genfstab -U -p /mnt >> /mnt/etc/fstab
Now let’s check if the file “fstab” has been created successfully.
Step 6 – Chroot into the fresh installed System
Now we are going to change the apparent disk root directory on the installer.
Step 7 – Configure Network Connection
Identify the name of the network device by running the following command:
In this case, we have single ethernet port with the name enp0s3. Now we are going set this ethernet port to automatically get an IP address by dhcpcd when the system is booting up.
systemctl enable email@example.com
Step 8 – Set Language, Local Preferences, and Time Zones
In this step, we will set the default language, time and location for the system. Open the file /etc/locale.gen:
You will get a very long list of languages. Search your language and un-comment it. For example, we are using language “English US”, un-commented en_US.UTF-8 UTF-8 and en_US ISO-8859-1. Ctrl+x and type ‘y’ to save and exit.
Generate the locales and set the locale preferences using locale-gen command:
echo LANG=en_US.UTF-8 > /etc/locale.conf
Before you set the time zone, you can search for the correct time zone by running the following command:
For example, we are using the timezone ‘America’ and sub-zone ‘New_York’
Now create a symlink to activate the timezone:
ln -s /usr/share/zoneinfo/America/New_York > /etc/localtime
Set the hardware clock to UTC:
hwclock –systohc –utc
Step 9 – Set the Arch Linux Repository
In this step, we’ll configure the Arch Linux repository. Open file /etc/pacman.conf
Enable the multilib repository, these are important for 64-bit installations of Arch Linux that want to run and build 32-bit apps. To enable the repository, uncomment the following lines:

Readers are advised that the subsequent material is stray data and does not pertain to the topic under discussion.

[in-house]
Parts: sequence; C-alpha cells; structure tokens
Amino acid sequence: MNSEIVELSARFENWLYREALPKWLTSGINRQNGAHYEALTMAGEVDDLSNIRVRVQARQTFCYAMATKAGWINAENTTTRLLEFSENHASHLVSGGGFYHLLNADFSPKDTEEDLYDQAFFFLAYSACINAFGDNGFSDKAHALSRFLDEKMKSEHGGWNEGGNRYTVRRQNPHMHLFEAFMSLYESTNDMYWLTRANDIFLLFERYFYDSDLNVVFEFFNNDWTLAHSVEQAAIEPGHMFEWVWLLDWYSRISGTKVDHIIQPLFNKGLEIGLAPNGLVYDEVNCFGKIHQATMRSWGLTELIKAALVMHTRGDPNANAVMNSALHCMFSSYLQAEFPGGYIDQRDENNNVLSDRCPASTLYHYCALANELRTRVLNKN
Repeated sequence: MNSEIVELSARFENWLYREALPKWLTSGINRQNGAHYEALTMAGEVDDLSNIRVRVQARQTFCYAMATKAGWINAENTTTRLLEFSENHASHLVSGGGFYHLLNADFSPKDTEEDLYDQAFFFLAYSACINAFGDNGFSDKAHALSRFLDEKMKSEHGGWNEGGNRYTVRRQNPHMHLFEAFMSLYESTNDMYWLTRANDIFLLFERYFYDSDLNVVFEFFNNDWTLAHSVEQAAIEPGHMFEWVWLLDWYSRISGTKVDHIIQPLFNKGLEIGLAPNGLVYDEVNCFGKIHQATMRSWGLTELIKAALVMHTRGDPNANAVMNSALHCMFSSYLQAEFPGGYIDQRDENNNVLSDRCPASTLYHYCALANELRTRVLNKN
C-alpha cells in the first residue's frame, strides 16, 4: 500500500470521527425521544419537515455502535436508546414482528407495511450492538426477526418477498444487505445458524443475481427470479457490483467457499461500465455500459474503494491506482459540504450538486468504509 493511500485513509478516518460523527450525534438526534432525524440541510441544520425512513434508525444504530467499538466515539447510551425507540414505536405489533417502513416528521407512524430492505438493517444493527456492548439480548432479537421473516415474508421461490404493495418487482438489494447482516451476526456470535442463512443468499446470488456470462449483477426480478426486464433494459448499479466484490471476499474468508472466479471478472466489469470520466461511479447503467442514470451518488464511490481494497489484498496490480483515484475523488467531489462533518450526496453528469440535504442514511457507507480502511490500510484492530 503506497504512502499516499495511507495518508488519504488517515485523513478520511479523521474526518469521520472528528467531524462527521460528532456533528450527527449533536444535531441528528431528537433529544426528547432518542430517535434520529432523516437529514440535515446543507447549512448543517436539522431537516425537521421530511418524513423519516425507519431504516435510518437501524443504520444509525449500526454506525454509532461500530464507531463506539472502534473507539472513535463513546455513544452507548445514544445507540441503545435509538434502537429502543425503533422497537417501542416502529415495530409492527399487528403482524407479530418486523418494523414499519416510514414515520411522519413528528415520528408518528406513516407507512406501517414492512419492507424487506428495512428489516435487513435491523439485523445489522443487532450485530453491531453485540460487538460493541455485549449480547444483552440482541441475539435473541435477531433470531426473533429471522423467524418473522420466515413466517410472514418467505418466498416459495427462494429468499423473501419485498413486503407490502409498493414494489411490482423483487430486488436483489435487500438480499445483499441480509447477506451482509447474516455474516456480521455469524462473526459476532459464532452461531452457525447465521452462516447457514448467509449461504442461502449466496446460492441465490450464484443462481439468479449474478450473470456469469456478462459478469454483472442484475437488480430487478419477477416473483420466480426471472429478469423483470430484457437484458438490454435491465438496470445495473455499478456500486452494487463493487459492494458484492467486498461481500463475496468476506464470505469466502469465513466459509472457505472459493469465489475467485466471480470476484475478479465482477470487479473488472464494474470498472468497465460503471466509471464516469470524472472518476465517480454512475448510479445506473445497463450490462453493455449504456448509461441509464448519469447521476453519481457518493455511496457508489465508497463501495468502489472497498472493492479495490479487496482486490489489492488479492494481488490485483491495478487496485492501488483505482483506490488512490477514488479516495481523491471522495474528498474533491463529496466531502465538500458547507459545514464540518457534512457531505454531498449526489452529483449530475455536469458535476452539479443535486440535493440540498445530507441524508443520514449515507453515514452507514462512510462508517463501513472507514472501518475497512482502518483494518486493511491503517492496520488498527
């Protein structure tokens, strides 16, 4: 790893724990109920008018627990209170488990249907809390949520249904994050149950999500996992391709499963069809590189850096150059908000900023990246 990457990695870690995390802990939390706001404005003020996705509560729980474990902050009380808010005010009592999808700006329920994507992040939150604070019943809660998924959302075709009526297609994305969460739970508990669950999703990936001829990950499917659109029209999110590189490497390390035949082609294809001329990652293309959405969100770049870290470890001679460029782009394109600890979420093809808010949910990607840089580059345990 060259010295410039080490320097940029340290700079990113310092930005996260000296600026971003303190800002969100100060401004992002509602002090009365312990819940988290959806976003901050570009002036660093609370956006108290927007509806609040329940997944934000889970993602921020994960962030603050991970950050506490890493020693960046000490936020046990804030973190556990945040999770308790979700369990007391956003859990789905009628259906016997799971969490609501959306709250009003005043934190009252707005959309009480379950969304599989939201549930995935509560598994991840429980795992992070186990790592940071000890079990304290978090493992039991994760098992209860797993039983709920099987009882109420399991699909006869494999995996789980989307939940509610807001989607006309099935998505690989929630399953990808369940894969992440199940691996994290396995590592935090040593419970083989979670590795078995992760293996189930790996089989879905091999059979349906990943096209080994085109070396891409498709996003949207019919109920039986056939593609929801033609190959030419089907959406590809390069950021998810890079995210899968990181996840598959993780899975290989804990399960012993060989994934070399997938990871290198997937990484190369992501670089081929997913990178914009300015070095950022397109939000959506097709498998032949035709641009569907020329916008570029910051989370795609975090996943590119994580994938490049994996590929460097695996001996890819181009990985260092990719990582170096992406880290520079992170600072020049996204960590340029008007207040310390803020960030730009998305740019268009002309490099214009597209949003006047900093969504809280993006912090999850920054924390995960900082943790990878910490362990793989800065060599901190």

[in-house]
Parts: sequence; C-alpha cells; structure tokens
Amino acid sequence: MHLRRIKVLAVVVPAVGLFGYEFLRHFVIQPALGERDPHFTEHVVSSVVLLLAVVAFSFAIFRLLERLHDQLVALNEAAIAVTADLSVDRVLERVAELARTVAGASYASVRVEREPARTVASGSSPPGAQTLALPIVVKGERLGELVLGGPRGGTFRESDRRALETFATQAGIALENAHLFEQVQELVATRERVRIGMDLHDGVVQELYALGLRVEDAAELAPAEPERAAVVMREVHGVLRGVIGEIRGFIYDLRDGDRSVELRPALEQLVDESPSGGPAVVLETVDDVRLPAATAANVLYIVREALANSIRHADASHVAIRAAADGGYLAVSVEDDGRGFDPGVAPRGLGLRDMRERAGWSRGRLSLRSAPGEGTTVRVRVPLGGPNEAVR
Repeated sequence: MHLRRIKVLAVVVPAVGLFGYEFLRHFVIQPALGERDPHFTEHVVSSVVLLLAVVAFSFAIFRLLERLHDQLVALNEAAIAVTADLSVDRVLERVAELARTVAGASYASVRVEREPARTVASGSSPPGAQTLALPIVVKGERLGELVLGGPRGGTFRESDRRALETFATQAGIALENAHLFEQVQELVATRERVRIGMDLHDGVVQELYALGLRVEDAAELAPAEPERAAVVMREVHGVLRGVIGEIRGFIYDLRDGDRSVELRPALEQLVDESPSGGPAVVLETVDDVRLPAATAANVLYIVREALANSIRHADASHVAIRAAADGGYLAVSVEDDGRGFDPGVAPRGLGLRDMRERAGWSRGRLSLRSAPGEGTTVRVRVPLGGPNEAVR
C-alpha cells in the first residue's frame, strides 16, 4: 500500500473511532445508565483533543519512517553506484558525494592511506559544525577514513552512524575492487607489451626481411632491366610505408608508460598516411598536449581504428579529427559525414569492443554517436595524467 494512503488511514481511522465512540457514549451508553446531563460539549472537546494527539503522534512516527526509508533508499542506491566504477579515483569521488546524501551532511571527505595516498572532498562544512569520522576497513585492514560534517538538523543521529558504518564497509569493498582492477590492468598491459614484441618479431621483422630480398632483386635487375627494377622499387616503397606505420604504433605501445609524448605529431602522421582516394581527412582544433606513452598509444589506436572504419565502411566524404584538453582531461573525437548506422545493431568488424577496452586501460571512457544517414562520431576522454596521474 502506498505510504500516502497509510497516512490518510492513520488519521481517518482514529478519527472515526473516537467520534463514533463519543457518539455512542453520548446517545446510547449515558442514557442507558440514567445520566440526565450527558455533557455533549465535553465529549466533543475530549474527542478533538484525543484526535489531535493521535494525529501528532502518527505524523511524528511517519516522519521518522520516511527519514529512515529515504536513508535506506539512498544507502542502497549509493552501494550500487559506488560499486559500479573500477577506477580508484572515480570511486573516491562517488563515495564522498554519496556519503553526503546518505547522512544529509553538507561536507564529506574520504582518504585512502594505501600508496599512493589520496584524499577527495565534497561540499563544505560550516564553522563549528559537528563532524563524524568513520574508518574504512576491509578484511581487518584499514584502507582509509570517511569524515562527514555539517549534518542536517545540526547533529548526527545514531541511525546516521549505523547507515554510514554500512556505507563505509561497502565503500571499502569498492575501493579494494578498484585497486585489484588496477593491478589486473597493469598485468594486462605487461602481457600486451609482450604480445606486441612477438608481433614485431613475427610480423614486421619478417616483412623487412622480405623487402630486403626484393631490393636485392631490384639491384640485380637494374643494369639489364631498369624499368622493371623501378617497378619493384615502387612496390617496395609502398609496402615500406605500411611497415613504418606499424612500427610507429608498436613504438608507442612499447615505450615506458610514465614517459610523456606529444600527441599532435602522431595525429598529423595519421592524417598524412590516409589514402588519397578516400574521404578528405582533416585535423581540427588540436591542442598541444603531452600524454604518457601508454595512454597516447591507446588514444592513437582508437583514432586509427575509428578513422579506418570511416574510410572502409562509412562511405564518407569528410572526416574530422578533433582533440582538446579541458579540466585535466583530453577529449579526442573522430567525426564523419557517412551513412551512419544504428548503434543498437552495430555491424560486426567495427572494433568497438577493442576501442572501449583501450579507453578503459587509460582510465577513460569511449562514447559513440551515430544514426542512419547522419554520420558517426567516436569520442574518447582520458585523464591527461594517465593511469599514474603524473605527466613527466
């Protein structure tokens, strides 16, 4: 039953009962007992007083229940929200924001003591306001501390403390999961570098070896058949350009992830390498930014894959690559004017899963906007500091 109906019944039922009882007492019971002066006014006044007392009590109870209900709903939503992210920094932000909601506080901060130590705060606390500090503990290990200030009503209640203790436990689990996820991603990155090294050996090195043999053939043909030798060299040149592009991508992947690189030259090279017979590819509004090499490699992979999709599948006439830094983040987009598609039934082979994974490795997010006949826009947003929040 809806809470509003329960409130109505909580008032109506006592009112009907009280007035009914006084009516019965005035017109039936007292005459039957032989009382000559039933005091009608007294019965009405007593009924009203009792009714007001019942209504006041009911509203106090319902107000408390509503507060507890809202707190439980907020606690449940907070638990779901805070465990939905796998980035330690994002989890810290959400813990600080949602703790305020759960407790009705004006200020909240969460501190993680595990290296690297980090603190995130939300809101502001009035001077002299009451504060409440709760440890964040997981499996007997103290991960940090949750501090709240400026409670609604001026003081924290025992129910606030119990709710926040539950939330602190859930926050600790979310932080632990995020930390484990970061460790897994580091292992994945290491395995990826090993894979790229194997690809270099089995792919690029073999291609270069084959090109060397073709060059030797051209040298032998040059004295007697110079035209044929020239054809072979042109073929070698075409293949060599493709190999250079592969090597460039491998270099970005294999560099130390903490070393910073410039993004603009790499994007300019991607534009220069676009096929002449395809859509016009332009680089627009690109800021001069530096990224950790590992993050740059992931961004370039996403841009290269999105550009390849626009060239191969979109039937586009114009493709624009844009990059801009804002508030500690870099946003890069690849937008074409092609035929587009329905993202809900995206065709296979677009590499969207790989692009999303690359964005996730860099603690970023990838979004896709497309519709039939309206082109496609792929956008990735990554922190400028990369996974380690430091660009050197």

[multilib] Include = /etc/pacman.d/mirrorlist
Then add the Unofficial user repositories:
[archlinuxfr] SigLevel = Never Server = http://repo.archlinux.fr/$arch
Save and exit, finally update the Arch Linux repository with the following command:
Step 10 – Set the Hostname
Write your hostname into file /etc/hostname:
echo your_hostname > /etc/hostname
echo archserver > /etc/hostname
You can replace “archserver” with the name that you want to use for your machine.
Now, check if the hostname has been created successfully with the following command:
Step 11 – Create New User and Give SUDO Privileges
Run the following command to create a Linux system user for the server. This user will be used to login into the server and we will give him SUDO privileges so that the user can perform administrative tasks.
useradd -m -g users -G wheel,storage,power -s /bin/bash USER_NAME
useradd -m -g users -G wheel,storage,power -s /bin/bash archuser
Install the sudo and bash-completion Package:
pacman -S sudo bash-completion
Open the file /etc/sudoers,
find and uncomment the following line:
%wheel ALL=(ALL) ALL
Step 12 – Create password for root user
Create a password for the root user:
Step 13 – Install the SSH Server
Now install ssh server package:
pacman -S openssh
Enable the ssh service to start automatically when the system is booting:
systemctl enable sshd.service
Step 14 – Install and Configure GRUB
Install the grub and os-prober package:
pacman -S grub os-prober
Install grub onto hard-drive:
grub-install –recheck /dev/sda
Generate the GRUB configuration:
grub-mkconfig -o /boot/grub/grub.cfg
Step 15 – Exit from chroot and unmount the filesystem
Log out from chroot session:
Then unmout the root filesystem:
umount -R /mnt
Reboot Arch Linux:
Step 16 – Login to server via ssh
Now you can login into your Arch Linux server via ssh:
Example: ssh firstname.lastname@example.org
Now you have an Arch Linux Server installed on your machine and learned how to install and configure Arch Linux as a server. Hopefully, you also have a good idea for your next steps.